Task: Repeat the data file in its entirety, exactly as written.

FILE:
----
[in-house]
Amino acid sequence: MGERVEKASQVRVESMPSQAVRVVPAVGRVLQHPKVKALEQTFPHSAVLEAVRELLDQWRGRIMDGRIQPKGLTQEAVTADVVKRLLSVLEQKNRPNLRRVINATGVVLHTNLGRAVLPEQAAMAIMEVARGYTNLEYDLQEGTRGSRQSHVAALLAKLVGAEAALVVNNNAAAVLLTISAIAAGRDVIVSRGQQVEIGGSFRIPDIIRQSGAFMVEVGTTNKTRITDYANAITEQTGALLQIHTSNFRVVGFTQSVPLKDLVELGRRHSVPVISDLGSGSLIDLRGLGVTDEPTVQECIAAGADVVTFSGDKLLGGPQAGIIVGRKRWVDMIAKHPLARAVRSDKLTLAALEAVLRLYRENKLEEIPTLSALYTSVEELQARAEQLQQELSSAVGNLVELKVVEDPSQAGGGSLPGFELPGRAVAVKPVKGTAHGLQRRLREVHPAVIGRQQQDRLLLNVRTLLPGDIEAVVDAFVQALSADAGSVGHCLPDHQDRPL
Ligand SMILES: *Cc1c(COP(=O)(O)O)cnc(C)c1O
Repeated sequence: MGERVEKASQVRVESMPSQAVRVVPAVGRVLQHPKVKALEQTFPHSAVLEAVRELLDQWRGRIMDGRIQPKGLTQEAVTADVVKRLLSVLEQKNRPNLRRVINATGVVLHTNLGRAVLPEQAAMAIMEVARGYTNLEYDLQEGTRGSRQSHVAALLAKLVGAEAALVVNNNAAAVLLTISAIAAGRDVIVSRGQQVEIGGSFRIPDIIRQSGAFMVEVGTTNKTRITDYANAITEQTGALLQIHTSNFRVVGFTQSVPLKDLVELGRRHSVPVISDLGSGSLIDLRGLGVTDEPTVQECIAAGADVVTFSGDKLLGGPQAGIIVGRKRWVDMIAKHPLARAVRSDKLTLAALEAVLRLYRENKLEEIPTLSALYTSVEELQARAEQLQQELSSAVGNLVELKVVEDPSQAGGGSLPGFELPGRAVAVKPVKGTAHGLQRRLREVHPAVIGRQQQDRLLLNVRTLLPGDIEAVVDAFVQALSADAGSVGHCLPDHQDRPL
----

[in-house]
Amino acid sequence: MGERVEKASQVRVESMPSQAVRVVPAVGRVLQHPKVKALEQTFPHSAVLEAVRELLDQWRGRIMDGRIQPKGLTQEAVTADVVKRLLSVLEQKNRPNLRRVINATGVVLHTNLGRAVLPEQAAMAIMEVARGYTNLEYDLQEGTRGSRQSHVAALLAKLVGAEAALVVNNNAAAVLLTISAIAAGRDVIVSRGQQVEIGGSFRIPDIIRQSGAFMVEVGTTNKTRITDYANAITEQTGALLQIHTSNFRVVGFTQSVPLKDLVELGRRHSVPVISDLGSGSLIDLRGLGVTDEPTVQECIAAGADVVTFSGDKLLGGPQAGIIVGRKRWVDMIAKHPLARAVRSDKLTLAALEAVLRLYRENKLEEIPTLSALYTSVEELQARAEQLQQELSSAVGNLVELKVVEDPSQAGGGSLPGFELPGRAVAVKPVKGTAHGLQRRLREVHPAVIGRQQQDRLLLNVRTLLPGDIEAVVDAFVQALSADAGSVGHCLPDHQDRPL
Ligand SMILES: *Cc1c(COP(=O)(O)O)cnc(C)c1O
Repeated sequence: MGERVEKASQVRVESMPSQAVRVVPAVGRVLQHPKVKALEQTFPHSAVLEAVRELLDQWRGRIMDGRIQPKGLTQEAVTADVVKRLLSVLEQKNRPNLRRVINATGVVLHTNLGRAVLPEQAAMAIMEVARGYTNLEYDLQEGTRGSRQSHVAALLAKLVGAEAALVVNNNAAAVLLTISAIAAGRDVIVSRGQQVEIGGSFRIPDIIRQSGAFMVEVGTTNKTRITDYANAITEQTGALLQIHTSNFRVVGFTQSVPLKDLVELGRRHSVPVISDLGSGSLIDLRGLGVTDEPTVQECIAAGADVVTFSGDKLLGGPQAGIIVGRKRWVDMIAKHPLARAVRSDKLTLAALEAVLRLYRENKLEEIPTLSALYTSVEELQARAEQLQQELSSAVGNLVELKVVEDPSQAGGGSLPGFELPGRAVAVKPVKGTAHGLQRRLREVHPAVIGRQQQDRLLLNVRTLLPGDIEAVVDAFVQALSADAGSVGHCLPDHQDRPL